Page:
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CTE student creates RFID check in system at Orange-Ulster BOCES

CTE student with RFID system she created

Because of COVID-19, Orange-Ulster BOCES Career and Technical Education students and teachers have used a sign-in sheet when they enter and leave the classroom. Mechatronics and Robotics student Grace Fevola thought there must be a better way than using a pen and paper to keep track of attendance.

Grace took it upon herself to create a check in system using RFID (Radio Frequency Identification) key fobs, an Arduino board and a RFID reader module. Once she figured out the coding, students could use their fobs and a computer would print out a sheet with the students’ names, the times they entered and left the classroom and whether they had completed the online COVID screening for the day.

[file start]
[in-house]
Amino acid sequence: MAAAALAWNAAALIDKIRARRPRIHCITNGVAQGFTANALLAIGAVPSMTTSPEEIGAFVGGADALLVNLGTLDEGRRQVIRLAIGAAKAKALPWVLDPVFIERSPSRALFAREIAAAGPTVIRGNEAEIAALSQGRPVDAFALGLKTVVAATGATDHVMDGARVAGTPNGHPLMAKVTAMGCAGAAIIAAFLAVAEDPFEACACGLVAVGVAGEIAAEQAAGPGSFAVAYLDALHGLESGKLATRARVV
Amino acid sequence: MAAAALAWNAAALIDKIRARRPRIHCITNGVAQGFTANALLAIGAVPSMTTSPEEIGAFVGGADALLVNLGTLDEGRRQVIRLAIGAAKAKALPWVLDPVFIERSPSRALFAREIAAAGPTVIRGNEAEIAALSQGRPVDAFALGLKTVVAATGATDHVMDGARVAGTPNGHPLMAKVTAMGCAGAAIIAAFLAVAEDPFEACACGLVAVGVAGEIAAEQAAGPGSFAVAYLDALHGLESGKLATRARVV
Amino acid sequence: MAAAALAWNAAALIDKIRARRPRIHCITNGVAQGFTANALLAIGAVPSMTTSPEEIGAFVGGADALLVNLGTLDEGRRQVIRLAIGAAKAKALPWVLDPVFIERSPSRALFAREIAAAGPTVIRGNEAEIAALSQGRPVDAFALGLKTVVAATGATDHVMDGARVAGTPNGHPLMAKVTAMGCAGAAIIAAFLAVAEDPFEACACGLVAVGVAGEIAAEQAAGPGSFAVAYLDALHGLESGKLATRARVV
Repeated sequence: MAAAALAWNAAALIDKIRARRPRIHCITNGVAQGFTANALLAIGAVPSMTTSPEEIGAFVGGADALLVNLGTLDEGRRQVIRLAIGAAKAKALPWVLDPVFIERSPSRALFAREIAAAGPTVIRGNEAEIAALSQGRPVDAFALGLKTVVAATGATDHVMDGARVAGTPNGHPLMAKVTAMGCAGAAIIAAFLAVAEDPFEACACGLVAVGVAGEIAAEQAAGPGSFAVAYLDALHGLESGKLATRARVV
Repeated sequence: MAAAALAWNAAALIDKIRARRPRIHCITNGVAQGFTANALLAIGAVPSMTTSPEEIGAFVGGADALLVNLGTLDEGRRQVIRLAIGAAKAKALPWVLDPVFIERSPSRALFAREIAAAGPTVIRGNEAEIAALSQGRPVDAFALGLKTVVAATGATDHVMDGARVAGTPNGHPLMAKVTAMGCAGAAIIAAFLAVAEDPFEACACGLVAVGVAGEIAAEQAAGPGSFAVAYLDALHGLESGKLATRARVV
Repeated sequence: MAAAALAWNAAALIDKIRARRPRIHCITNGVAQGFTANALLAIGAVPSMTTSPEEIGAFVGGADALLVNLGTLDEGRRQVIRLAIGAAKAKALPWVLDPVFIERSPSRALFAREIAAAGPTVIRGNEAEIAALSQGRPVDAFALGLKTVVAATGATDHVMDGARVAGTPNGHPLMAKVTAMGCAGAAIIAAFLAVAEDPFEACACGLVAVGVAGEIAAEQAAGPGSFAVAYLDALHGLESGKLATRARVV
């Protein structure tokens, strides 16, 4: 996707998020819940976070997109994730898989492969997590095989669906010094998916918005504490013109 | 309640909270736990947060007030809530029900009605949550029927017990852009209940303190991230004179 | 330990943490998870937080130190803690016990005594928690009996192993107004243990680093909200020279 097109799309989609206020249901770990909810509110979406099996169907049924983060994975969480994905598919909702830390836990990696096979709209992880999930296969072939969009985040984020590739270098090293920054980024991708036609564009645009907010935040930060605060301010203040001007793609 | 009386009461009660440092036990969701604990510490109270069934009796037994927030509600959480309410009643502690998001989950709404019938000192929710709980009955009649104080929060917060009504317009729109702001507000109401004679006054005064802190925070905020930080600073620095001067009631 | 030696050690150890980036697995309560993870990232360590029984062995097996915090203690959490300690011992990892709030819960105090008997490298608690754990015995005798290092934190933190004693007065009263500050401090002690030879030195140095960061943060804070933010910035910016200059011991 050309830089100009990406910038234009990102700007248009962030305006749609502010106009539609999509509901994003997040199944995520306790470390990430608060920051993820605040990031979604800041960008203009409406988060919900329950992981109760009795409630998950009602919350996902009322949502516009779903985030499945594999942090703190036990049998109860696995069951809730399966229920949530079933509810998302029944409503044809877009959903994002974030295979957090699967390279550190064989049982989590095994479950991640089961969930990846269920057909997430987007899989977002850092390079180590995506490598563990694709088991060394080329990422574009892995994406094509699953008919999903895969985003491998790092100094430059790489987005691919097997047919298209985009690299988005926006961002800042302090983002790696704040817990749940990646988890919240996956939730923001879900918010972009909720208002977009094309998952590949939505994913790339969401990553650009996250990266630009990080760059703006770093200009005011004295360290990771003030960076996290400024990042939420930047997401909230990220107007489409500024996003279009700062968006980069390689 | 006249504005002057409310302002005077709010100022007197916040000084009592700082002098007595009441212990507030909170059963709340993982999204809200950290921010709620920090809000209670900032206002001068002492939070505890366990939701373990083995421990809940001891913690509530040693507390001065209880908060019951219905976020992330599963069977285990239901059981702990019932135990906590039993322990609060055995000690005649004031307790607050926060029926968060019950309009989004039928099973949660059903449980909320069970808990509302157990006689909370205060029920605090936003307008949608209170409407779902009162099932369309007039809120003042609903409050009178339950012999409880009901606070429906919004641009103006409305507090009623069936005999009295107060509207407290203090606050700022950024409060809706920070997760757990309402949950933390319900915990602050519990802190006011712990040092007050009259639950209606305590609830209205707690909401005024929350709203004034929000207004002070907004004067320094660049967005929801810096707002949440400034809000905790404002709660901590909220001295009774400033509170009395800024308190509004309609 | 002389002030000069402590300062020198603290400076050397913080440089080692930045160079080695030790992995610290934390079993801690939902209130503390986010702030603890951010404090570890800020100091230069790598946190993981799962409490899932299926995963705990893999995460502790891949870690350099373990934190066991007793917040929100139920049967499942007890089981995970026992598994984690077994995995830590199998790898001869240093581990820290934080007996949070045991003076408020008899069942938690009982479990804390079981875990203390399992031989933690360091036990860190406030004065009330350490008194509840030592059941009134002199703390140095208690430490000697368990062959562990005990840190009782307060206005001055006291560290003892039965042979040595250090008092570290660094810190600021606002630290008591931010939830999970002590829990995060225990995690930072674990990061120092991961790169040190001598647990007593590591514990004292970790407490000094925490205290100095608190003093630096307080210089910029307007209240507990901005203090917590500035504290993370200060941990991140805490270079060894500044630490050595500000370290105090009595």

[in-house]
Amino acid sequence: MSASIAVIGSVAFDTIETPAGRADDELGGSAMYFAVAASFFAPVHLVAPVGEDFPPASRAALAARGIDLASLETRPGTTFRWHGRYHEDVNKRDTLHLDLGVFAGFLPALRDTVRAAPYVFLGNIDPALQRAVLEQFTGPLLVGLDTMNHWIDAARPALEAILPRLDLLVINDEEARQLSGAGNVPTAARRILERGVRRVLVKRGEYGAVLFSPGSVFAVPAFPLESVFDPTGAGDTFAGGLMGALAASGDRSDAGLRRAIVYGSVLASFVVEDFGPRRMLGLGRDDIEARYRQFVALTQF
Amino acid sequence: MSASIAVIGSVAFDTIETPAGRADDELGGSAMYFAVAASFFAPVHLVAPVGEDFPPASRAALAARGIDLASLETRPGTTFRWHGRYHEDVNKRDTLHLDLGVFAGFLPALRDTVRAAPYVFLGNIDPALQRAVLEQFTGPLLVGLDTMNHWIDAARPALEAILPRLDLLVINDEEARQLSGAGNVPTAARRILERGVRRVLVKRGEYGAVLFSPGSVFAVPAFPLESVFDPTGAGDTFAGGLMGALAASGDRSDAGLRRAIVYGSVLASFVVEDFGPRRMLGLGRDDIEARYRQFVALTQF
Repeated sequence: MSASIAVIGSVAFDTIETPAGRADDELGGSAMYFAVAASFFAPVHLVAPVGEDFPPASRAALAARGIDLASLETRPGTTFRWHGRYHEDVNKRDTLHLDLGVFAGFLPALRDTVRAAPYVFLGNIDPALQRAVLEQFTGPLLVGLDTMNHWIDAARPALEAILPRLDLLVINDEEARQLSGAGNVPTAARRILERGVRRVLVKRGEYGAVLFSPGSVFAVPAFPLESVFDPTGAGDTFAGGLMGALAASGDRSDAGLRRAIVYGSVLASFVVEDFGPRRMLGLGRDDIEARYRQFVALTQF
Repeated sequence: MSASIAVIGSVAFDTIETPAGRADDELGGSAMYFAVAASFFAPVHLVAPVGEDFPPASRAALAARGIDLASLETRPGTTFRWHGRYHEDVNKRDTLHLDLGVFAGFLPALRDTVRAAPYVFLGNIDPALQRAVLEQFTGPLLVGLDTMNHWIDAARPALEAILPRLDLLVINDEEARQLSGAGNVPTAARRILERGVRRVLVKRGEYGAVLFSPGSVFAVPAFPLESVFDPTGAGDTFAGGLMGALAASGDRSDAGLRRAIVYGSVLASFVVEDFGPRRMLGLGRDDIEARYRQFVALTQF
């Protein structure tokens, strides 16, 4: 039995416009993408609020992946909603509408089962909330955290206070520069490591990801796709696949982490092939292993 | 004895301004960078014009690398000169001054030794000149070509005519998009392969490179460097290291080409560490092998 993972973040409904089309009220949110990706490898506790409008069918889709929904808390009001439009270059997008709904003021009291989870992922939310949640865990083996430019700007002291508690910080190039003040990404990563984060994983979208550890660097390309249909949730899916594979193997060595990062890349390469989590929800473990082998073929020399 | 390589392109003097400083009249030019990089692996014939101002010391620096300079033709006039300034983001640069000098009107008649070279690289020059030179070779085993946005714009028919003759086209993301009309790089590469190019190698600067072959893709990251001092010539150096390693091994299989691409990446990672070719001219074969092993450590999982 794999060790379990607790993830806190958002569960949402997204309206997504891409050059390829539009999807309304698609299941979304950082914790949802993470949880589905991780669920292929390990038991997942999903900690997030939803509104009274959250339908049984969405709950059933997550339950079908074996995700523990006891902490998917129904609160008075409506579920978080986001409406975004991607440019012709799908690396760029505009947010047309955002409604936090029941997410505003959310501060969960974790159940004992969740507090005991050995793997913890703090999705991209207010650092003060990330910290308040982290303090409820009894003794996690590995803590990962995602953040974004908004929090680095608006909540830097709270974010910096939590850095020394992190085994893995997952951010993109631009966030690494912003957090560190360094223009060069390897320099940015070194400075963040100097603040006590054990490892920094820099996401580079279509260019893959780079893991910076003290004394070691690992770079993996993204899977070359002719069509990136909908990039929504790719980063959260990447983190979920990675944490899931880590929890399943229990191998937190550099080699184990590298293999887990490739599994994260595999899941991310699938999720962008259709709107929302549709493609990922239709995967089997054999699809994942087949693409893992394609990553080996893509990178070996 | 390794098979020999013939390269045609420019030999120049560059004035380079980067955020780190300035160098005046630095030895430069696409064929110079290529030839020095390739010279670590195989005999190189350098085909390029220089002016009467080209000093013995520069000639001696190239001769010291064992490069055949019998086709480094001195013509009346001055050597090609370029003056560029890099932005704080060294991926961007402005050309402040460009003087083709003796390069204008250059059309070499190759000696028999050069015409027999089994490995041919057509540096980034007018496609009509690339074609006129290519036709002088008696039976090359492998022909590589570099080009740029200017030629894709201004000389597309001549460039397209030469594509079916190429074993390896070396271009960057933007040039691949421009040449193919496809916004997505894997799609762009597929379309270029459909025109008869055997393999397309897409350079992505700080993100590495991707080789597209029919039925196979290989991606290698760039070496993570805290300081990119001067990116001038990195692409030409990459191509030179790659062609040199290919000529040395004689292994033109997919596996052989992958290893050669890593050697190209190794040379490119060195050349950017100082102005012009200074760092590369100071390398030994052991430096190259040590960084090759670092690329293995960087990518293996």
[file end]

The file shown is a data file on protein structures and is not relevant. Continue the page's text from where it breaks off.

“Grace never gave up and she slugged it out until she got the code right,” said Mechatronics and Robotics teacher Patrick Killian. “She sat there for hours and hours, even on her days off. She took the stuff home and plugged through it.”

Grace, a Valley Central High School student, is currently taking the Essentials of C programming course remotely. But she said she didn’t know anything about C when she started the key fob project and ended up looking for solutions to her problems on Google. Getting everything to work together was a trial-and-error process that was time consuming.

“All of my students are trained on the RFID systems, and there is canned code for that,” Mr. Killian said. “However, Grace had to figure out how to ID each bit code from the RFID tag and tie it to the student names. She worked for hours to get the system working.”

RFID check in device